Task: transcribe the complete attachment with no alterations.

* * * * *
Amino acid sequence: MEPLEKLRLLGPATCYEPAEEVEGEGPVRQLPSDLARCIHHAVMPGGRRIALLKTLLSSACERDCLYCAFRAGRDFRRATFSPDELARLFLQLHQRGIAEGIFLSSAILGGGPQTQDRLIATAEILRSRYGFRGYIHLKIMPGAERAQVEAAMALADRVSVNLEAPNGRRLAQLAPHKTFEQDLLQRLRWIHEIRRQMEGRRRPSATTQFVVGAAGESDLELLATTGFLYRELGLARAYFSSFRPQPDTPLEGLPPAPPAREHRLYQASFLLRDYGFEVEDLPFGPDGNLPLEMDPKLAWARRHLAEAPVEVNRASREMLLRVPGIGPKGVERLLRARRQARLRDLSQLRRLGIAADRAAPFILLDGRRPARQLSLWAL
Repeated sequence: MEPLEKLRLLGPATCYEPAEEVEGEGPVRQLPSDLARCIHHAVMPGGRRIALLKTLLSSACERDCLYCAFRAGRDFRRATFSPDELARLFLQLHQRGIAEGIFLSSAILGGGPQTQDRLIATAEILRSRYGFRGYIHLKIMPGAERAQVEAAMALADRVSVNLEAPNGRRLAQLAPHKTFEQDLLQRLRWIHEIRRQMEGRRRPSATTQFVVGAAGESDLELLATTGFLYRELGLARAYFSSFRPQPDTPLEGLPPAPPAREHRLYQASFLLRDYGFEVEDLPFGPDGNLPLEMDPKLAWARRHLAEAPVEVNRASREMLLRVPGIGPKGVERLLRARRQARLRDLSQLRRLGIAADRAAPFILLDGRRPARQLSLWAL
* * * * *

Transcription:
Amino acid sequence: MEPLEKLRLLGPATCYEPAEEVEGEGPVRQLPSDLARCIHHAVMPGGRRIALLKTLLSSACERDCLYCAFRAGRDFRRATFSPDELARLFLQLHQRGIAEGIFLSSAILGGGPQTQDRLIATAEILRSRYGFRGYIHLKIMPGAERAQVEAAMALADRVSVNLEAPNGRRLAQLAPHKTFEQDLLQRLRWIHEIRRQMEGRRRPSATTQFVVGAAGESDLELLATTGFLYRELGLARAYFSSFRPQPDTPLEGLPPAPPAREHRLYQASFLLRDYGFEVEDLPFGPDGNLPLEMDPKLAWARRHLAEAPVEVNRASREMLLRVPGIGPKGVERLLRARRQARLRDLSQLRRLGIAADRAAPFILLDGRRPARQLSLWAL
Repeated sequence: MEPLEKLRLLGPATCYEPAEEVEGEGPVRQLPSDLARCIHHAVMPGGRRIALLKTLLSSACERDCLYCAFRAGRDFRRATFSPDELARLFLQLHQRGIAEGIFLSSAILGGGPQTQDRLIATAEILRSRYGFRGYIHLKIMPGAERAQVEAAMALADRVSVNLEAPNGRRLAQLAPHKTFEQDLLQRLRWIHEIRRQMEGRRRPSATTQFVVGAAGESDLELLATTGFLYRELGLARAYFSSFRPQPDTPLEGLPPAPPAREHRLYQASFLLRDYGFEVEDLPFGPDGNLPLEMDPKLAWARRHLAEAPVEVNRASREMLLRVPGIGPKGVERLLRARRQARLRDLSQLRRLGIAADRAAPFILLDGRRPARQLSLWAL